Overview: This report looked across Covid Collective outputs and grouped findings into three sections. Section 2) Pandemic response; Section 3) Increased marginalisation; and Section 4) Emergent outcomes. Section 4 describes outcomes, both positive and negative, which evolved and were more unpredictable in nature. Pandemic response: Findings on national response highlight shortfalls in national government actions in Bangladesh, Malawi, the Philippines, Yemen, and Syria.
Emergency law responses have, in some cases, led states to exert powers with no legal basis. In transitioning economies, state militarisation is having negative effects on constitutionalism and peacebuilding. Lack of trust in state security institutions is identified as an issue in Yemen. Improved consultation between the community, government and security institutions is needed. From a micro perspective, lockdowns were found to hit households close to subsistence the hardest bringing restrictions in to question with regards to welfare choices. Regional responses had different features (outlined in section 2).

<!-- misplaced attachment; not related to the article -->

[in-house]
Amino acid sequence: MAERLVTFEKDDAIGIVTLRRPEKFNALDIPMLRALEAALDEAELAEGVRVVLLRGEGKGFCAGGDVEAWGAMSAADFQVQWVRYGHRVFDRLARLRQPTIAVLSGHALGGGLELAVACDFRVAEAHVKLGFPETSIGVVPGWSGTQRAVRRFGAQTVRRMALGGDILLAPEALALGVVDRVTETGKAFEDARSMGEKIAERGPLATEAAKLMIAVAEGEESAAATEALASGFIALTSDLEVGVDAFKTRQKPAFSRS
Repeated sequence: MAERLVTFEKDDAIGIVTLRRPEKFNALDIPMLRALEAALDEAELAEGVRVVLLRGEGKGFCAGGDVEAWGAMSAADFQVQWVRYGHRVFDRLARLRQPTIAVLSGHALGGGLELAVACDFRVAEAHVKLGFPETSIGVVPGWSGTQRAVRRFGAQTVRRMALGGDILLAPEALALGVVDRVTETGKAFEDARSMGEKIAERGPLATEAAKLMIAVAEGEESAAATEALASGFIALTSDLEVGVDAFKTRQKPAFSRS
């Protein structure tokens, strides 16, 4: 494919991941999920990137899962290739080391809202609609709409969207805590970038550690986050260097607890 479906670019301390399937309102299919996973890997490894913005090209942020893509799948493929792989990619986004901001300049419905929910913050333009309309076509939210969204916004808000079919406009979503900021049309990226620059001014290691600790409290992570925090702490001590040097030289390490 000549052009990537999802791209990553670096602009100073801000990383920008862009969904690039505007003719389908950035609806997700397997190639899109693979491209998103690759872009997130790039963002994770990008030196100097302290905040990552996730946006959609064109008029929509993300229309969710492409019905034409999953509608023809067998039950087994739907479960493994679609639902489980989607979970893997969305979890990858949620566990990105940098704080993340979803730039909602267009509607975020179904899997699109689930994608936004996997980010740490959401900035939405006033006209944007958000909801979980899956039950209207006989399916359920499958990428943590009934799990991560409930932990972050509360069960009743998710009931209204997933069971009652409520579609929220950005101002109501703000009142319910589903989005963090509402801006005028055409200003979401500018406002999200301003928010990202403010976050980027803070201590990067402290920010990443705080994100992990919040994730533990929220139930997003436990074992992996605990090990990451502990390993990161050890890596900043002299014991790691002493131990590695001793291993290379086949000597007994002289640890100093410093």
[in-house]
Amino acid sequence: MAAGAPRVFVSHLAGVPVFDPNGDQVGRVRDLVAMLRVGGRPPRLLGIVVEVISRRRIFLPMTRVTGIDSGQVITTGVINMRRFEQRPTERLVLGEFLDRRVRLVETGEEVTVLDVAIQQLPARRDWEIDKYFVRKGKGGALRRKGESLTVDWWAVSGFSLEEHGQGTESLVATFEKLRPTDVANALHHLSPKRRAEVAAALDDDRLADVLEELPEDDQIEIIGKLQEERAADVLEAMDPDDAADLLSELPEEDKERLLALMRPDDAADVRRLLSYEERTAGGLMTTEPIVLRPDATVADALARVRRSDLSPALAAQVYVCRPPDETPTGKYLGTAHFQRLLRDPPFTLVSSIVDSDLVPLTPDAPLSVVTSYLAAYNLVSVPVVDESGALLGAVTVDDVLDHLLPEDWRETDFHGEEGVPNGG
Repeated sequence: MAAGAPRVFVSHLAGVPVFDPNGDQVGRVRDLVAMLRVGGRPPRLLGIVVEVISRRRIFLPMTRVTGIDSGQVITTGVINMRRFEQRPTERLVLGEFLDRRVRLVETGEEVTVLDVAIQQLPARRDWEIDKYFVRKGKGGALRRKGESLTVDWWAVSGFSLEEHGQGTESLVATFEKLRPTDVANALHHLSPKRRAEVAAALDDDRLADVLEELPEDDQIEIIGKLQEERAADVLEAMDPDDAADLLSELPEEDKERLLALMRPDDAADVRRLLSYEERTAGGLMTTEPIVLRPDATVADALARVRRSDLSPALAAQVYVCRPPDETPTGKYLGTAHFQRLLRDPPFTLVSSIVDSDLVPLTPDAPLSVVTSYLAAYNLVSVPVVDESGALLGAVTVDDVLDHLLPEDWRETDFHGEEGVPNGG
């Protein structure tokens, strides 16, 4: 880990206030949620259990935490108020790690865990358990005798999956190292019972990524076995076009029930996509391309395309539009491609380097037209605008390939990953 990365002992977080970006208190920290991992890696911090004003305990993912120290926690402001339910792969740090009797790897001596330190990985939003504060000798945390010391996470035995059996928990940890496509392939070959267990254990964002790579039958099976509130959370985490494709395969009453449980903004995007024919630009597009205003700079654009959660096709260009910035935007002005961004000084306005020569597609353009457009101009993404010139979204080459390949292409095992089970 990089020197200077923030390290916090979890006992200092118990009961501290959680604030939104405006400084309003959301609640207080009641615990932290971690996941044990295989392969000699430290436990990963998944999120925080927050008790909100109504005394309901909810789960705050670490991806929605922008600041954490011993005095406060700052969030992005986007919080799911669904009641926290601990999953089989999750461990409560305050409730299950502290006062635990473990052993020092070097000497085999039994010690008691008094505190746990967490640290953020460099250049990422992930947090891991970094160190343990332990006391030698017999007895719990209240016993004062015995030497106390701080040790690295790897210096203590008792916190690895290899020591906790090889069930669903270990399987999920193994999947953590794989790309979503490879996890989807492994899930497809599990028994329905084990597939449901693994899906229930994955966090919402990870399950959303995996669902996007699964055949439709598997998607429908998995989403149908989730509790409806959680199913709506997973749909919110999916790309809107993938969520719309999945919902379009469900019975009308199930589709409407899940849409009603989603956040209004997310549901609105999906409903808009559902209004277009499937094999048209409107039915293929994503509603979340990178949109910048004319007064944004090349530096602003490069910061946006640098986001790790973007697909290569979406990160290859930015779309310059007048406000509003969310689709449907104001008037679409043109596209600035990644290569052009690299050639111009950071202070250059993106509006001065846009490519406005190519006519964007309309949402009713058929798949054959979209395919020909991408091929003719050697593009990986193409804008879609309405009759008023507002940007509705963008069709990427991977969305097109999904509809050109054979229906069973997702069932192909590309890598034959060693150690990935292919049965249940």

It is suggested for future research to look at how regional responses have changed interactions between regional and global organisations. The Islamic Development Bank, for example, helped function as a redistribution pool to improve inequalities between country capacities in the Middle East. The Organisation of Islamic Cooperation (OIC) supported accurate information reporting. International response with regard to vaccination is falling short in terms of equality between developed and developing economies. World Bank response is questioned for being insufficient in quantity and inefficient in delivery.